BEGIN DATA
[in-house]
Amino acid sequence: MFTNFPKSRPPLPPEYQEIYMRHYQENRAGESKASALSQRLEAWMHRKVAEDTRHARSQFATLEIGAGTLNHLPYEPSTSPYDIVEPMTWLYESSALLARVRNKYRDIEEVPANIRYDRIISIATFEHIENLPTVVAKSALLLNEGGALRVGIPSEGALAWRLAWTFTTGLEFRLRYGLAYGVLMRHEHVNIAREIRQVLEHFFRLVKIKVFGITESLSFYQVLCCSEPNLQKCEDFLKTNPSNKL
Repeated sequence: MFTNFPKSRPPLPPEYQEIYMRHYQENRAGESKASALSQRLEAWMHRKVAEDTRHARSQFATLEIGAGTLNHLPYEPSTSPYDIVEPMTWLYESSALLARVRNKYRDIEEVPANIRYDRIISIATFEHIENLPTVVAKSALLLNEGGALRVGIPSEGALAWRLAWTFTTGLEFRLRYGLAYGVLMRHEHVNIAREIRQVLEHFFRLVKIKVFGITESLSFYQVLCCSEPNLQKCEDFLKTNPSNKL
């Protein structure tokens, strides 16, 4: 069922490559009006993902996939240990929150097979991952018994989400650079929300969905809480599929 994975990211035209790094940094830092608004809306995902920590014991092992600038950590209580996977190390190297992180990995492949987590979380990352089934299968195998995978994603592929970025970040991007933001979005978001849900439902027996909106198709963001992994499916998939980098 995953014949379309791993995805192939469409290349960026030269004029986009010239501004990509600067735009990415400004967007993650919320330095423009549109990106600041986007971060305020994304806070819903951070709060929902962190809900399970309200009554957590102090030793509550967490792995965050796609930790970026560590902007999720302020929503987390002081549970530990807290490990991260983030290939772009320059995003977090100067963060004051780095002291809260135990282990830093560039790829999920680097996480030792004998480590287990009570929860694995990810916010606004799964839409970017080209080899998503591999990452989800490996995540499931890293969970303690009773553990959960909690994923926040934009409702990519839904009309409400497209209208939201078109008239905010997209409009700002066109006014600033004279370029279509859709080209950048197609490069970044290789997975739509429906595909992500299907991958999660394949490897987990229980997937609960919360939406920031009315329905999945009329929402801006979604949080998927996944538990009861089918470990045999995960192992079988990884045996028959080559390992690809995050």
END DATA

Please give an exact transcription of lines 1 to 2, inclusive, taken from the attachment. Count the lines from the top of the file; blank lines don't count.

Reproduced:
[in-house]
Amino acid sequence: MFTNFPKSRPPLPPEYQEIYMRHYQENRAGESKASALSQRLEAWMHRKVAEDTRHARSQFATLEIGAGTLNHLPYEPSTSPYDIVEPMTWLYESSALLARVRNKYRDIEEVPANIRYDRIISIATFEHIENLPTVVAKSALLLNEGGALRVGIPSEGALAWRLAWTFTTGLEFRLRYGLAYGVLMRHEHVNIAREIRQVLEHFFRLVKIKVFGITESLSFYQVLCCSEPNLQKCEDFLKTNPSNKL